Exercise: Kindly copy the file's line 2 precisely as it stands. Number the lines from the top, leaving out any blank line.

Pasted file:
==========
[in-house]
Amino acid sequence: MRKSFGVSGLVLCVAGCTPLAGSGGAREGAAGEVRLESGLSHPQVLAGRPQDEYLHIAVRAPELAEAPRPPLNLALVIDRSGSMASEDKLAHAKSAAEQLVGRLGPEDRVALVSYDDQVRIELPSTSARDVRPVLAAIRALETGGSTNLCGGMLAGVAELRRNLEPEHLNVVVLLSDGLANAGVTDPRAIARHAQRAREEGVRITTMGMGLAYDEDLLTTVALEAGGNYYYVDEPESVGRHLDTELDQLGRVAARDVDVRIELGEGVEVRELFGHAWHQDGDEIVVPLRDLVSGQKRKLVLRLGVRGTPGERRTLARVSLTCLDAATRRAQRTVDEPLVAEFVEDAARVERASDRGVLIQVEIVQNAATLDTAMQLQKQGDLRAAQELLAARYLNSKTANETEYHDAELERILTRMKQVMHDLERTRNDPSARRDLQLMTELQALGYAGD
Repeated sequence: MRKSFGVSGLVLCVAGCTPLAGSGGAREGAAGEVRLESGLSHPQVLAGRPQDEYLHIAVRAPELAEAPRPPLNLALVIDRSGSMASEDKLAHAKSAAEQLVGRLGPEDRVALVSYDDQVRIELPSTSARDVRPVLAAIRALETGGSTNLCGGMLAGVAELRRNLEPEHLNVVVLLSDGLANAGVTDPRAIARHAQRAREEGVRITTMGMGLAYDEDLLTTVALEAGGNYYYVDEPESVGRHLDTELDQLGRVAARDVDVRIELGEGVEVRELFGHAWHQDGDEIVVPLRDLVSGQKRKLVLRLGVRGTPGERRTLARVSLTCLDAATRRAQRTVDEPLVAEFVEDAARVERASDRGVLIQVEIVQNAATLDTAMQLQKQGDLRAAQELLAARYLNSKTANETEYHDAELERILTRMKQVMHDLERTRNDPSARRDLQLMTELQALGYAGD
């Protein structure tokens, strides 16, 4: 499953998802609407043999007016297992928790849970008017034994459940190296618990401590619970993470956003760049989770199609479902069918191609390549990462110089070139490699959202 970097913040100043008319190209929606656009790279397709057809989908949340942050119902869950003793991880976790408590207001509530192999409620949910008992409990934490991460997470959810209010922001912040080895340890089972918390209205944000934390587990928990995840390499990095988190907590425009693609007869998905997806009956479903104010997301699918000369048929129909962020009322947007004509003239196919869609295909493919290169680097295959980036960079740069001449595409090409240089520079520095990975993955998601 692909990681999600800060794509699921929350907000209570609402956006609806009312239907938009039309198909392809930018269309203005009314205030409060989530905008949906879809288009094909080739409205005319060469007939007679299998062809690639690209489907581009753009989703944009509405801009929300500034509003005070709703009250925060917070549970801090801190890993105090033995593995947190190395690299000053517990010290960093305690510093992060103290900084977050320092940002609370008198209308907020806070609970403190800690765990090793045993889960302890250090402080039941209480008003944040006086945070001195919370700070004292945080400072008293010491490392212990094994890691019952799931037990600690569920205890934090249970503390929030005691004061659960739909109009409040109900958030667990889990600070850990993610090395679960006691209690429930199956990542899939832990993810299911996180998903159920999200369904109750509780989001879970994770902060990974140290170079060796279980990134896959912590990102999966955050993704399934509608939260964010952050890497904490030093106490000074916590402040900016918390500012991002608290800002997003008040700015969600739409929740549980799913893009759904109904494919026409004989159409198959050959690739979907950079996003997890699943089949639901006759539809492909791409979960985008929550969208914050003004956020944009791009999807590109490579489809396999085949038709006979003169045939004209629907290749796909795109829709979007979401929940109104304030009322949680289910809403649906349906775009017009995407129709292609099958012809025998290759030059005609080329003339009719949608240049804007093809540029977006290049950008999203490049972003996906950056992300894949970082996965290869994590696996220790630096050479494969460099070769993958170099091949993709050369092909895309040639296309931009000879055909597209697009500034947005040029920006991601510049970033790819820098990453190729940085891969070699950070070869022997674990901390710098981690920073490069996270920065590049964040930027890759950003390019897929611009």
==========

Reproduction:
Amino acid sequence: MRKSFGVSGLVLCVAGCTPLAGSGGAREGAAGEVRLESGLSHPQVLAGRPQDEYLHIAVRAPELAEAPRPPLNLALVIDRSGSMASEDKLAHAKSAAEQLVGRLGPEDRVALVSYDDQVRIELPSTSARDVRPVLAAIRALETGGSTNLCGGMLAGVAELRRNLEPEHLNVVVLLSDGLANAGVTDPRAIARHAQRAREEGVRITTMGMGLAYDEDLLTTVALEAGGNYYYVDEPESVGRHLDTELDQLGRVAARDVDVRIELGEGVEVRELFGHAWHQDGDEIVVPLRDLVSGQKRKLVLRLGVRGTPGERRTLARVSLTCLDAATRRAQRTVDEPLVAEFVEDAARVERASDRGVLIQVEIVQNAATLDTAMQLQKQGDLRAAQELLAARYLNSKTANETEYHDAELERILTRMKQVMHDLERTRNDPSARRDLQLMTELQALGYAGD